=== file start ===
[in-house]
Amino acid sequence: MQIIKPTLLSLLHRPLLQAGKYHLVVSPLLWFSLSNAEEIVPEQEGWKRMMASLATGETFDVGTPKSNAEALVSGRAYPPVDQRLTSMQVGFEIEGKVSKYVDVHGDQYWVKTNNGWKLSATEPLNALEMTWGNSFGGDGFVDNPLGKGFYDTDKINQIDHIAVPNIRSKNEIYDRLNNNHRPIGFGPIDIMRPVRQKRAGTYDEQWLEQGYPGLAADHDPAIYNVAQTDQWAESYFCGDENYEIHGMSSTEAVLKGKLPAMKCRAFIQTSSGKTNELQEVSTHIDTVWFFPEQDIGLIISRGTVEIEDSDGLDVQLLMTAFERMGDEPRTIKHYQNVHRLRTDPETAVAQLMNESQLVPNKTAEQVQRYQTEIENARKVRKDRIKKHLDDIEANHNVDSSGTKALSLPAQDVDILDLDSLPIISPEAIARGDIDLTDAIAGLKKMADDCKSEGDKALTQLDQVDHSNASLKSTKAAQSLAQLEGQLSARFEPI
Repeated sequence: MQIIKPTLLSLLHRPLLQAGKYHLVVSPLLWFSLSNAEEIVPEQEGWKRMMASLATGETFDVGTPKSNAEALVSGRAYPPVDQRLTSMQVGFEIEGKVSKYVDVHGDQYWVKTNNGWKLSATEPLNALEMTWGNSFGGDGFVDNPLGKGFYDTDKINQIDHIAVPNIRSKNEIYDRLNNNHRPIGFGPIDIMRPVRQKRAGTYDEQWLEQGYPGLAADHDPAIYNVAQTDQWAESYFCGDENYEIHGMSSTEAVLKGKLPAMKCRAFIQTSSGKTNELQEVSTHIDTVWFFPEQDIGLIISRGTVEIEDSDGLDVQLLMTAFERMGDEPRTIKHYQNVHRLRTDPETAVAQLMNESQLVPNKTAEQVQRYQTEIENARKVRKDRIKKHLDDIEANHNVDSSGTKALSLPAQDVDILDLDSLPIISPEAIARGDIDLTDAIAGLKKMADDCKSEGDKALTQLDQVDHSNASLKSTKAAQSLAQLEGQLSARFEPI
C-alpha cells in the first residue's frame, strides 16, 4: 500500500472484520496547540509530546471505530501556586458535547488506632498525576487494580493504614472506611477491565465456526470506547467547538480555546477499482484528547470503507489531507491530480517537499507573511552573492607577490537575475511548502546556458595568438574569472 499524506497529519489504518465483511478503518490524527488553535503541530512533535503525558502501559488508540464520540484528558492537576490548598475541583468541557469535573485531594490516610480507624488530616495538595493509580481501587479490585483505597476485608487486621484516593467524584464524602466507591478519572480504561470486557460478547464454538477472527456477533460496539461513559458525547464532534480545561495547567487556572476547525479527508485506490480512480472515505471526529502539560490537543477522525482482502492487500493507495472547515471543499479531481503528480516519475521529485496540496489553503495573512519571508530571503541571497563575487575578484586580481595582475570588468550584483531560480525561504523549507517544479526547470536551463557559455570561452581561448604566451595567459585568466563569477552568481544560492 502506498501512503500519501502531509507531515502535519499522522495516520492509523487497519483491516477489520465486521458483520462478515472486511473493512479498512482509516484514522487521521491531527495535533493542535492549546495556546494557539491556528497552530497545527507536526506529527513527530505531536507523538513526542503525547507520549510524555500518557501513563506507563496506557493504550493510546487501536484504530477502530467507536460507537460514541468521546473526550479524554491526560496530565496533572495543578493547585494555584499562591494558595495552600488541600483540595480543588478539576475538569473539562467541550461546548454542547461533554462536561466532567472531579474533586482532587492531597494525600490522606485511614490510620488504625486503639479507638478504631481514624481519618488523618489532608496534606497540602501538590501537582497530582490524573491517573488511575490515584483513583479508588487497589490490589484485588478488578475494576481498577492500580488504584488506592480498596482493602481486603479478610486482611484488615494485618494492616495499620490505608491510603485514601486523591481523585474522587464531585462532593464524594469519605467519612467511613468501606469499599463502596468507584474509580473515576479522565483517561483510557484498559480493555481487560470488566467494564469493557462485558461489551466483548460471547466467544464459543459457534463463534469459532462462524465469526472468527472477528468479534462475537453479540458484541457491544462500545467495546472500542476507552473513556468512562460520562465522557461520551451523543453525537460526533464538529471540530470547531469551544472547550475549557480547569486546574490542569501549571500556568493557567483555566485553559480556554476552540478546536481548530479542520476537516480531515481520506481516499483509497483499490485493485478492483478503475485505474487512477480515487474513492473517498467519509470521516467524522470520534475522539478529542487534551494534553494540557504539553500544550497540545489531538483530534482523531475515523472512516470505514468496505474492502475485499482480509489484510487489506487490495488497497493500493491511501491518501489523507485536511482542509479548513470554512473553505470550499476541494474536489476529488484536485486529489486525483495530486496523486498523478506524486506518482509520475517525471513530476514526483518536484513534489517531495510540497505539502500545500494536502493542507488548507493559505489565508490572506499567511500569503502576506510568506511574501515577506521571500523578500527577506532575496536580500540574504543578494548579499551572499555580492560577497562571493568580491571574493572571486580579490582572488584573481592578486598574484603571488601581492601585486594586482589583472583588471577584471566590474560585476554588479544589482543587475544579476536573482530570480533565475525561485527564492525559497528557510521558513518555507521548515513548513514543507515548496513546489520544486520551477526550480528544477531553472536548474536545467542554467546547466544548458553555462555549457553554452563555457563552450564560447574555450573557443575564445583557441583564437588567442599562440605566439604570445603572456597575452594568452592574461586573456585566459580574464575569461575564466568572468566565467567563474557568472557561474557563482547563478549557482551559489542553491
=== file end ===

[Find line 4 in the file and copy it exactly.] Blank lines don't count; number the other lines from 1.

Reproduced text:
C-alpha cells in the first residue's frame, strides 16, 4: 500500500472484520496547540509530546471505530501556586458535547488506632498525576487494580493504614472506611477491565465456526470506547467547538480555546477499482484528547470503507489531507491530480517537499507573511552573492607577490537575475511548502546556458595568438574569472 499524506497529519489504518465483511478503518490524527488553535503541530512533535503525558502501559488508540464520540484528558492537576490548598475541583468541557469535573485531594490516610480507624488530616495538595493509580481501587479490585483505597476485608487486621484516593467524584464524602466507591478519572480504561470486557460478547464454538477472527456477533460496539461513559458525547464532534480545561495547567487556572476547525479527508485506490480512480472515505471526529502539560490537543477522525482482502492487500493507495472547515471543499479531481503528480516519475521529485496540496489553503495573512519571508530571503541571497563575487575578484586580481595582475570588468550584483531560480525561504523549507517544479526547470536551463557559455570561452581561448604566451595567459585568466563569477552568481544560492 502506498501512503500519501502531509507531515502535519499522522495516520492509523487497519483491516477489520465486521458483520462478515472486511473493512479498512482509516484514522487521521491531527495535533493542535492549546495556546494557539491556528497552530497545527507536526506529527513527530505531536507523538513526542503525547507520549510524555500518557501513563506507563496506557493504550493510546487501536484504530477502530467507536460507537460514541468521546473526550479524554491526560496530565496533572495543578493547585494555584499562591494558595495552600488541600483540595480543588478539576475538569473539562467541550461546548454542547461533554462536561466532567472531579474533586482532587492531597494525600490522606485511614490510620488504625486503639479507638478504631481514624481519618488523618489532608496534606497540602501538590501537582497530582490524573491517573488511575490515584483513583479508588487497589490490589484485588478488578475494576481498577492500580488504584488506592480498596482493602481486603479478610486482611484488615494485618494492616495499620490505608491510603485514601486523591481523585474522587464531585462532593464524594469519605467519612467511613468501606469499599463502596468507584474509580473515576479522565483517561483510557484498559480493555481487560470488566467494564469493557462485558461489551466483548460471547466467544464459543459457534463463534469459532462462524465469526472468527472477528468479534462475537453479540458484541457491544462500545467495546472500542476507552473513556468512562460520562465522557461520551451523543453525537460526533464538529471540530470547531469551544472547550475549557480547569486546574490542569501549571500556568493557567483555566485553559480556554476552540478546536481548530479542520476537516480531515481520506481516499483509497483499490485493485478492483478503475485505474487512477480515487474513492473517498467519509470521516467524522470520534475522539478529542487534551494534553494540557504539553500544550497540545489531538483530534482523531475515523472512516470505514468496505474492502475485499482480509489484510487489506487490495488497497493500493491511501491518501489523507485536511482542509479548513470554512473553505470550499476541494474536489476529488484536485486529489486525483495530486496523486498523478506524486506518482509520475517525471513530476514526483518536484513534489517531495510540497505539502500545500494536502493542507488548507493559505489565508490572506499567511500569503502576506510568506511574501515577506521571500523578500527577506532575496536580500540574504543578494548579499551572499555580492560577497562571493568580491571574493572571486580579490582572488584573481592578486598574484603571488601581492601585486594586482589583472583588471577584471566590474560585476554588479544589482543587475544579476536573482530570480533565475525561485527564492525559497528557510521558513518555507521548515513548513514543507515548496513546489520544486520551477526550480528544477531553472536548474536545467542554467546547466544548458553555462555549457553554452563555457563552450564560447574555450573557443575564445583557441583564437588567442599562440605566439604570445603572456597575452594568452592574461586573456585566459580574464575569461575564466568572468566565467567563474557568472557561474557563482547563478549557482551559489542553491